He cultivated relationships and a mercurial public persona that made him appear a celebrity even before he was a celebrity. He charmed the literati, the art dealers, the wealthy buyers. He schmoozed with the best of them, or ranted and shook his fist -- whatever it took to project the image of himself that he felt necessary at that moment.

It worked. He and his art were successful beyond reason, beyond any objective measure of quality. Perhaps that personality would have been successful in any field that involved maneuvering through the public, creating an aura for itself.

For that same reason, Vincent Van Gogh failed utterly and miserably. He had no skill for self-promotion, no gift for the art of business. He had few friends, and a dark psychology that strained the few relationships he maintained.

He was devoted to his art and his vision was wonderful and radical. But Van Gogh never caught the public imagination, never was able to build an audience. Picasso sold everything. Van Gogh sold one painting in his lifetime. It's a miracle his work was preserved after his death, a miracle that he is remembered for the great artist he truly was.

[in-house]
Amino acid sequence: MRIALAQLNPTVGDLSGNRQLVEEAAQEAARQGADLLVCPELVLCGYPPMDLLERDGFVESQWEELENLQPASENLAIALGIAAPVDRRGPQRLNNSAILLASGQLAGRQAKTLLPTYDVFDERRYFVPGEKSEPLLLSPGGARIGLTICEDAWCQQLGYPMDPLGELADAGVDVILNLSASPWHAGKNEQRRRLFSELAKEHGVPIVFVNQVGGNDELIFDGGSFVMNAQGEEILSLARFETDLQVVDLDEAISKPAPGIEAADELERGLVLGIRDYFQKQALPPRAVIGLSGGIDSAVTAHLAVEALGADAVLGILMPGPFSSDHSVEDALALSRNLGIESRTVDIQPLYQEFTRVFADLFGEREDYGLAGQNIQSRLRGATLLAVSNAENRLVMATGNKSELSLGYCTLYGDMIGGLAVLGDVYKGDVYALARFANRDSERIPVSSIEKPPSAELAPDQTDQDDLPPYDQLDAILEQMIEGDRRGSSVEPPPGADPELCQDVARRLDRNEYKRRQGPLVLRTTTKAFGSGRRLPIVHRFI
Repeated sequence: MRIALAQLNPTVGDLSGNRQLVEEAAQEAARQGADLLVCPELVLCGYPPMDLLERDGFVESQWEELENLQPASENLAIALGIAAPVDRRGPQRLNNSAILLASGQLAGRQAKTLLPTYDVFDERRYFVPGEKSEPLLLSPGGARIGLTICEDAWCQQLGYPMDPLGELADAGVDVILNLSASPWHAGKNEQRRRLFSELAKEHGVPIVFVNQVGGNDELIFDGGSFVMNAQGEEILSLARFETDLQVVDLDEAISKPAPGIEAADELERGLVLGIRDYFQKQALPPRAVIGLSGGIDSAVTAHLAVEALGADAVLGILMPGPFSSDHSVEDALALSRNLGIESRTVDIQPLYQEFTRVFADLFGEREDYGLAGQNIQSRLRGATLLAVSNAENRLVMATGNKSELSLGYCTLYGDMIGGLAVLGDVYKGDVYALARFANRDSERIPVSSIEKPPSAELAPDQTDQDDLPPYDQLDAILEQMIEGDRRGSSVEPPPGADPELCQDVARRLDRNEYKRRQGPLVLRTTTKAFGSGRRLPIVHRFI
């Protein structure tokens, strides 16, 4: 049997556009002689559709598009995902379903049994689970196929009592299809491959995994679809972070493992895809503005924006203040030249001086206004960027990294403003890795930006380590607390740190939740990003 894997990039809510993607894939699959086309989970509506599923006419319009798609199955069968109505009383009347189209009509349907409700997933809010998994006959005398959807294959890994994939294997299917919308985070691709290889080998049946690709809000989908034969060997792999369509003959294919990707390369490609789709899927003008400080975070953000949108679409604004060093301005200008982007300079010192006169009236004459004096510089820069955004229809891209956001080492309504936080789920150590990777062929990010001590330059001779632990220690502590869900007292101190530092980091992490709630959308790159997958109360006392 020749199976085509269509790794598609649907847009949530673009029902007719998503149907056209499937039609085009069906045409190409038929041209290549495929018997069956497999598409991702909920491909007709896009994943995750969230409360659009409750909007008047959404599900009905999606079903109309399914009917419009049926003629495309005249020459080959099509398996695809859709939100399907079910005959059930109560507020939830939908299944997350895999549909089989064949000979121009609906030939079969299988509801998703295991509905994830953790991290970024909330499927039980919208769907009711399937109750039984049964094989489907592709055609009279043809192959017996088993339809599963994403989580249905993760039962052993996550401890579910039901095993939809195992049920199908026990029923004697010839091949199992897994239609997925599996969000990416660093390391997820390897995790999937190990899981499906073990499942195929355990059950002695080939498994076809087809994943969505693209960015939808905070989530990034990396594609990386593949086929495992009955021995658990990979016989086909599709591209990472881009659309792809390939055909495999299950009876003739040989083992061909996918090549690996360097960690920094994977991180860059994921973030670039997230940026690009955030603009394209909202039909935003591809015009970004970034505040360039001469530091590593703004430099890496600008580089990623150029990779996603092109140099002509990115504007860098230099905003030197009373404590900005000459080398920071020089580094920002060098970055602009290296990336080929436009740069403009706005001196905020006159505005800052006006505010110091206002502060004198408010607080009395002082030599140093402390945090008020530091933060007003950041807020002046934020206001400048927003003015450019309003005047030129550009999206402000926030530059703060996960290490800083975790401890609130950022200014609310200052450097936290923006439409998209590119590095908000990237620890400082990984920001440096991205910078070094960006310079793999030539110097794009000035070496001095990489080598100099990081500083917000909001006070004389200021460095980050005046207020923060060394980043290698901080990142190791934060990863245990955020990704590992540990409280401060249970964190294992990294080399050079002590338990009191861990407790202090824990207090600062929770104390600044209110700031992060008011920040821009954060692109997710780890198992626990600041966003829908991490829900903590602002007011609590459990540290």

Do we value Van Gogh more highly because he never considered his audience, focused on his art and died miserably? Perhaps. His misery had the unintended marketing consequence of allowing later generations to romanticize his suffering. Maybe we love him more because he fits our preconception of the tormented artist.

Do we value Picasso any less because he was a cad and deliberately successful? Clearly, no. There are price tags on Picasso's work that prove the point.

Here's my conclusion: One important part of being an artist is surviving to make art and yet another part is reaching your audience -- preferably while you're alive. Misery does not add value. Carefully considered, marketing is not the enemy of art.

-- Written by Carlton Wilkinson in Asbury Park, N.J.

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